However... a high GPA means that you listen to your professor and do exactly as they say. A low GPA means that you may take it upon yourself to develop new methods of solving a problem - maybe even better than your professor would have taught you. So from that point of view, a low GPA is good - I would rather someone innovative on my team.

The tricky part is distinguishing the low GPA "innovator" from the low GPA "my dad got me this interview and I'm a frat lord who is too cool for class" dude.

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Dec 16, 2018

this is called selection bias

You killed the Greece spread goes up, spread goes down, from Wall Street they all play like a freak, Goldman Sachs 'o beat.

Dec 10, 2018

seems like an excuse to be lazy for people who would rather rely on their innate character traits than work hard in school.

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Dec 10, 2018

i always think it different between school and work (esp finance) because in school you're told almost exactly what to do to get a good grade. In finance, it's not usually laid out step by step for you.

Also, in school, you can get a 99% on everything and it'll be good. At work, you need to be 100% correct. If you fill out a 100 page powerpoint and get one slide wrong, your boss doesn't go good job on the 99, they focus on the one you got wrong.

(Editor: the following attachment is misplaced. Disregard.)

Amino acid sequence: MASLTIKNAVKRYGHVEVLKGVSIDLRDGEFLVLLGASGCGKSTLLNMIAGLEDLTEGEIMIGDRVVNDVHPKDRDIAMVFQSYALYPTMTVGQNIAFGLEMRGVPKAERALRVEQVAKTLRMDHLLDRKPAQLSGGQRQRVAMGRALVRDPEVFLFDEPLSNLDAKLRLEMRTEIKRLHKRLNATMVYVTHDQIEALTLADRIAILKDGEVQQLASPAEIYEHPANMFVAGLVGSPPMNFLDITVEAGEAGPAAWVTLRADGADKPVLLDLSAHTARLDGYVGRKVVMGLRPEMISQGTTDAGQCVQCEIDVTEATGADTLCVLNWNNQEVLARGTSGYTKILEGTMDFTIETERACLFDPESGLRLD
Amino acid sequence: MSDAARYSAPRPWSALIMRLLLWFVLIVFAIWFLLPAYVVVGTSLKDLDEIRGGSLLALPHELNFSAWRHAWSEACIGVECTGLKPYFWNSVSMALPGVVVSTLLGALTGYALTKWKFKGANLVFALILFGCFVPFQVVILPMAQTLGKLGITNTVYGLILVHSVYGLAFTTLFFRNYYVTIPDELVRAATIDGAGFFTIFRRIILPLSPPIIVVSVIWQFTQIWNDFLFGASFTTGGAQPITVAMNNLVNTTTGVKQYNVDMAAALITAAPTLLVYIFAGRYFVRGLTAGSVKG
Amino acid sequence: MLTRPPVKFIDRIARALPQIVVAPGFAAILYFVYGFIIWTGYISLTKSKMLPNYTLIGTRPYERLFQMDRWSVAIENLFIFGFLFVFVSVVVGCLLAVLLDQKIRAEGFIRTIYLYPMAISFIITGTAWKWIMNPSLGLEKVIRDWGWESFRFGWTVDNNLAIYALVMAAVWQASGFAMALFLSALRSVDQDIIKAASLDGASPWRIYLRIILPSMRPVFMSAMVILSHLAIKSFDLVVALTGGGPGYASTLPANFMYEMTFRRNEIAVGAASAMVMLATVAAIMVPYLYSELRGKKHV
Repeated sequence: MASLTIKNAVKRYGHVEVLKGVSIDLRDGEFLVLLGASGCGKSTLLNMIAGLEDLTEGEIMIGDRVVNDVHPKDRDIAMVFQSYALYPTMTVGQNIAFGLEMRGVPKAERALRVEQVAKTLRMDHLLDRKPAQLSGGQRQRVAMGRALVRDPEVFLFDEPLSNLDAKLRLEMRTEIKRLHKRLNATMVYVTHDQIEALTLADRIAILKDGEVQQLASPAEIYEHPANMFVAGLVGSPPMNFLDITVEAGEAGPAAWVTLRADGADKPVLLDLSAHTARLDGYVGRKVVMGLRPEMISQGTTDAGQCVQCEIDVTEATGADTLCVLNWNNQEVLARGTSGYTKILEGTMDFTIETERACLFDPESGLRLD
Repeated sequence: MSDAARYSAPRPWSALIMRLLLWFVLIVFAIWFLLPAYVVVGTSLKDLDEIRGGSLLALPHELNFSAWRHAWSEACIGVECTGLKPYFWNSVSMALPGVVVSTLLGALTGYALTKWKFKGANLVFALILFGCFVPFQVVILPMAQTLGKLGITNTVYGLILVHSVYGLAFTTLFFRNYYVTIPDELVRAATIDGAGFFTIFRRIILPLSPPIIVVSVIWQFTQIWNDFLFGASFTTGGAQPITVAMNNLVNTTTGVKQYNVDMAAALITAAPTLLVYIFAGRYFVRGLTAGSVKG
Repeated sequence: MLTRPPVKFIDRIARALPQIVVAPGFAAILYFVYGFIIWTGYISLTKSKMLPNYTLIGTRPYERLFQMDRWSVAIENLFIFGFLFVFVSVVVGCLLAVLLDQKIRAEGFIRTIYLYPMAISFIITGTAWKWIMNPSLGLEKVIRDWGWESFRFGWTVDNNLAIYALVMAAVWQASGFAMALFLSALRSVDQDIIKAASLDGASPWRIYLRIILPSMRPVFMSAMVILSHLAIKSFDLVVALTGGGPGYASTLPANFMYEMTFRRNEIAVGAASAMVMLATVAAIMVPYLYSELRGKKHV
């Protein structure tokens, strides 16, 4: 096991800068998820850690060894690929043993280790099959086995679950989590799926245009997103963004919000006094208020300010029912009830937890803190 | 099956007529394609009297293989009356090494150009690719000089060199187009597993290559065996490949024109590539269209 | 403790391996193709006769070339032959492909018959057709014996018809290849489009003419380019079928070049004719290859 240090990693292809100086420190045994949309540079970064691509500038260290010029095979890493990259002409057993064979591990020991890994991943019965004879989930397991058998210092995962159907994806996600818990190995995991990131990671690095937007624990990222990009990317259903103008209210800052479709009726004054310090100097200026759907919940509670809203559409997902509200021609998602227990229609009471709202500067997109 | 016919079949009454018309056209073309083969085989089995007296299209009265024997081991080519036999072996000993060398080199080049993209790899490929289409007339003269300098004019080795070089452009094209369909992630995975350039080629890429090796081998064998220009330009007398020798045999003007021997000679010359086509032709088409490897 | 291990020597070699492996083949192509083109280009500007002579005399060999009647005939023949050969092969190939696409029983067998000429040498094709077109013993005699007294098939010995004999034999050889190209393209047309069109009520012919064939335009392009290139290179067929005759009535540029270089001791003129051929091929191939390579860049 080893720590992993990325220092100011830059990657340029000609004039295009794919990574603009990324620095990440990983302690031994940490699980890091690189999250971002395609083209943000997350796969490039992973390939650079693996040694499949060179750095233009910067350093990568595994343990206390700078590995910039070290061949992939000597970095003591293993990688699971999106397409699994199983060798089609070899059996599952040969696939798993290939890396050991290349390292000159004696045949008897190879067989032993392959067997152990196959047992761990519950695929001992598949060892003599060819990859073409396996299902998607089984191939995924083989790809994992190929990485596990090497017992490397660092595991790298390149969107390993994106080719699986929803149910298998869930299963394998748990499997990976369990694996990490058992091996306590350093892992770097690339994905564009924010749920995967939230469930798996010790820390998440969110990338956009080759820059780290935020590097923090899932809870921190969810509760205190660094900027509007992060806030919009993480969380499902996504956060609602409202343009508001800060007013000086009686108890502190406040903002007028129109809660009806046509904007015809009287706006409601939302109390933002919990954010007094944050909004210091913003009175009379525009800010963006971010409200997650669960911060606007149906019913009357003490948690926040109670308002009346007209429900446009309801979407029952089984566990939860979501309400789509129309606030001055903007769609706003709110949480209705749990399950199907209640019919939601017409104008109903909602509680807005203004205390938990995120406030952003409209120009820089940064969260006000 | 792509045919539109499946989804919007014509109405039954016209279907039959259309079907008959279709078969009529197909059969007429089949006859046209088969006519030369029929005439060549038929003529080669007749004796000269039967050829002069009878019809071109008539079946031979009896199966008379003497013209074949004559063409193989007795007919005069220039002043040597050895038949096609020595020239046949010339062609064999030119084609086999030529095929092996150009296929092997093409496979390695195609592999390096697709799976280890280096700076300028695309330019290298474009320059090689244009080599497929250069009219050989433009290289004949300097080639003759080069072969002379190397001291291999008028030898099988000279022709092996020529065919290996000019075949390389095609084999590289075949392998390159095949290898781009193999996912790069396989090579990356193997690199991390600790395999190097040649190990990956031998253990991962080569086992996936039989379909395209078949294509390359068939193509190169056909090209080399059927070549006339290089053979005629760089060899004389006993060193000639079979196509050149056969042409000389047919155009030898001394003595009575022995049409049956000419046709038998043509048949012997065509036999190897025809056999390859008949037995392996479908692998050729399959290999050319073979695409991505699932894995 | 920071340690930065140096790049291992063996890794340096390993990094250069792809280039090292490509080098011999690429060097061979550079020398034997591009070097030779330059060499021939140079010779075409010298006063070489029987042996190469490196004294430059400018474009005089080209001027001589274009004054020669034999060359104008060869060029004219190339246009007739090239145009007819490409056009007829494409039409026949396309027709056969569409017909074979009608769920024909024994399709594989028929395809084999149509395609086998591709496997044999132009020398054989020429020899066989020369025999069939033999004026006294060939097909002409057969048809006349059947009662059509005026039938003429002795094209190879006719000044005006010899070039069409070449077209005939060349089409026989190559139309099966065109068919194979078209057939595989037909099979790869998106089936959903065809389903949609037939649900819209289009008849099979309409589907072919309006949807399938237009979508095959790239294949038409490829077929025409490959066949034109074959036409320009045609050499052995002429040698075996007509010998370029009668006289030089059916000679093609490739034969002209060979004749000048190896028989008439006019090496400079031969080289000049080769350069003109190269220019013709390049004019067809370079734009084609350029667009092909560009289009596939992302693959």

Dec 10, 2018

This finding is generally correct. It's not grades that are correlated with career success; IQ is what is correlated with career success.

https://www.businessinsider.com/why-your-iq-strong...
(Of course, entrepreneurship is excepted.)

Dec 11, 2018

Good grades = Good at following rules and orders

Dec 11, 2018

Yeah, I already said this. Read my comment above.

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Funniest
Dec 11, 2018

Yea but everyone hates you so it cancels out

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Dec 11, 2018

A students work hard in school and are always at the top of their class to end up working for B students who end up owning the companies

Dec 11, 2018

Let's also not forget the importance of grit - Jack Ma isn't the smartest guy in the world but he sure has an unparalleled level of determination and tenacity.

Though of course, if we are strictly talking about a corporate setting, grit is probably less relevant with IQ + EQ being more important.

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Dec 11, 2018

It's a touchy subject because many of those with high GPA will take trivialization of grades very personally. If you're a 4.0 graduate, chances are you spent a lot of resources on achieving those perfect grades, so you are personally invested in the work. On the other hand, someone that opened up the book, read a chapter, and got a D will probably not feel invested in his/her grade, and will probably feel more indifferent to the system.